Knowing what you know now at the point that you’re currently at, if you could give one piece of advice to your younger self what would it be?
M: That’s always a tricky question. I would tell my younger self to probably have more fun. I had to grow up so fast and between my personal life and being an artist I didn’t take a lot of risks. I would tell myself to take more risks and have more fun with the knowledge that I was already gaining, that’s probably it.
I noticed some of these crystals that you have on. Can you tell me a little bit about them?
M: Yeah, so, I got into crystals about a year ago. I had crystals before, but I just thought they were cool and I didn’t really understand what they were. Now I have like two or three crystal bibles—they are just books that give you the breakdown and history of crystals. They explain everything because what happens is when you start to learn the characteristics of them, there are certain crystals that are specifically for you that you use for certain reasons that have to do with the planetary alignment, chakras, and what you personally want to work on. These particular crystals, this one is titanium, and this is opalite, and it’s in a merkaba-shaped crystal. So the merkaba is the light astro-energy of the body and it can be charged with your own energy and filled with your art and the positive energy. It’s like a protective shield if you will and we all have it around us.
And then titanium for me, it’s grounding as well as it raises your vibration. Some places have no grounding and if you feel like you’re a person that’s always like airy and kind of like all over the place mentally and kind of like lighter and flowy, you might want to wear grounding crystals to kind of bring you here so you can do work and be a little more logical. So this kind of does both for me, it gives me that range and keeps me balanced. And then hemotype because I’m a vegetarian and I don’t eat a lot of meats, it activates the iron in your blood so it helps it kind of balance that for me... I have a crystal, my chakra bowls at home, they are all crystals and they are made out of quartz. Quartz crystals help to amplify whatever energy you are already holding on to. Those are really powerful crystals, but then I have amethyst, selenite, titanium... I’ve got a bunch of stuff.
Can you tell me a little bit about your tattoos?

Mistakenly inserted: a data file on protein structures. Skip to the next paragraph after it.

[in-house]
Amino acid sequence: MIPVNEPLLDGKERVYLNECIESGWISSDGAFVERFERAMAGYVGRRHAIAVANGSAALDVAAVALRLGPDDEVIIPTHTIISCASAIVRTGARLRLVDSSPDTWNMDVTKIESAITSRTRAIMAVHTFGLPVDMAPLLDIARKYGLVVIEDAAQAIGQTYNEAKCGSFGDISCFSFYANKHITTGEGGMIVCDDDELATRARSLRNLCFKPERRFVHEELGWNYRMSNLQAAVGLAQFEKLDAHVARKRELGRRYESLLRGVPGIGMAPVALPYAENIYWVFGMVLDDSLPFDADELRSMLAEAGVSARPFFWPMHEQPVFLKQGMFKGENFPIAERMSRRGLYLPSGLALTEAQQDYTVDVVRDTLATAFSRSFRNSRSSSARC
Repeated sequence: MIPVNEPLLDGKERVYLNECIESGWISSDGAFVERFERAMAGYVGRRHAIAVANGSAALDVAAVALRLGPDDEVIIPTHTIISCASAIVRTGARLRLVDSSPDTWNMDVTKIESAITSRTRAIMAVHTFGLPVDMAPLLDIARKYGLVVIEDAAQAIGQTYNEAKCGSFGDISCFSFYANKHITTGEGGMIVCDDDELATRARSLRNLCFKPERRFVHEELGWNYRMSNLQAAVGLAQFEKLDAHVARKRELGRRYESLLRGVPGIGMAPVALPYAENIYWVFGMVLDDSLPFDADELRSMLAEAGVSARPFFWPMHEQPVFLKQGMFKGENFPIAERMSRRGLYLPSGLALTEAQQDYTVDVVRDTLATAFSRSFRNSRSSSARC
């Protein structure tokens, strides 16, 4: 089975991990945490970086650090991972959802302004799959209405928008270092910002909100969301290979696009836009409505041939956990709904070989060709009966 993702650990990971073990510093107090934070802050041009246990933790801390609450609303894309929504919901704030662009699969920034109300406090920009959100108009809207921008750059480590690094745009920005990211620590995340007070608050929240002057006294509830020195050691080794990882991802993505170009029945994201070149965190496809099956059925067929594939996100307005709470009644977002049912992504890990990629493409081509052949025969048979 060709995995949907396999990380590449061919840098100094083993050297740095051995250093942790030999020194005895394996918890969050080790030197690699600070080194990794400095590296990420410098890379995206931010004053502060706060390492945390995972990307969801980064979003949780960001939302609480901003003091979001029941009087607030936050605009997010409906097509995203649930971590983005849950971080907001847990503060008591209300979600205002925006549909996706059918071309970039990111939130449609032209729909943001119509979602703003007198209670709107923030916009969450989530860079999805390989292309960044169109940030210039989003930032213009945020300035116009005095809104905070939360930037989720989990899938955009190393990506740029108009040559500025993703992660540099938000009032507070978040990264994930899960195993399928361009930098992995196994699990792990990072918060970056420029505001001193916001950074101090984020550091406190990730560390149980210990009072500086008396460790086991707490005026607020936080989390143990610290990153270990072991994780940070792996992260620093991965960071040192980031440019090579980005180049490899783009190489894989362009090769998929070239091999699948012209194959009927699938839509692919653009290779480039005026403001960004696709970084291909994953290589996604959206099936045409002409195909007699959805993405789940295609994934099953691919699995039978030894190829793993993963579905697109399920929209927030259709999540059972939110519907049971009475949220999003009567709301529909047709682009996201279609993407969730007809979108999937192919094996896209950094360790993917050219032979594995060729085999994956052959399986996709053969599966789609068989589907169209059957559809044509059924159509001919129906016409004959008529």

M: So I have 13. I have the mercury symbol here. Mercury is the planet that rules my sign, Virgo. It rules communication and creativity and I put it on the throat chakra because the throat is communication. I have an ankh that hangs around my neck that goes all the way down to like right here. The ankh represents immortality, it represents sexual energy, creation, male, female, how it comes together to create. I have a mic with an old scroll around it that says ‘have no doubt’ which represents my passion for music. Then I have this tattoo... it has so many different meanings but it just represents the evolution of the soul and spiritual growth. I got this like, three and half years ago when I was like really starting to get deep into my spiritual path, and another reason I got it was because it spells love both ways so I just thought that was unique. The sun and the moon, the triangles, they represent masculine and feminine polarities. This is a key that represents the key to my destiny. And then I have two king cobras. King cobras are very ancient. They symbolize serpents that represent the rise of the Kundalini energy. I have ‘soul truth’ on my back, which is the first tattoo that I got. It just reminds me of what my grandmother told me on her deathbed. She told me to stay true to my soul and never stop singing and never stop focusing on my passion. So those are my tattoos... Oh, no, and then I have these two. This one says strength in Arabic, and this one says pain, and this is just a music note, and that’s a number one—that’s the worst tat I’ve ever got. I got this tat because I just wanted a tat that day for some reason and I got it.
Lastly, my friend really wanted me to ask you about the era when you wore braids. What inspired that hairstyle choice?
M: I mean, it started at home. You know, growing up in Baltimore, I left my hair grow all the way out and there was this girl that I was really cool with. We never dated, but we were fond of each other and she would always braid my hair every time I went back home to Baltimore. I had just started touring and promoting and I hadn’t been home in like, forever, and I was talking to a writer who wrote ‘You Don’t Know My Name’ for Alicia Keys and a bunch of other stuff. He’s really one of those writers who gets in the studio with you and talks to you about your life and next thing you know you’ve got a song written. So, I was in the studio and I was just like, I don’t feel like recording tonight, I want to go home and have my girl braid my hair and I just want to chill. So he was like, ‘Yo, I’m gonna write a song about braids,’ and I was like, ‘Nobody wanna hear a song about braids bro,’ and he was like, ‘I’m telling you everybody gonna start rapping about braids.’ So, we wrote the song and it just came so naturally and next thing I knew it was everywhere. Then, I decided to cut my hair a few years later. It was time to move on from that phase. The hardest thing about it though was being in Europe and trying to find a girl that could braid hair like in America. And they swore they knew how to braid but it just wasn’t the same.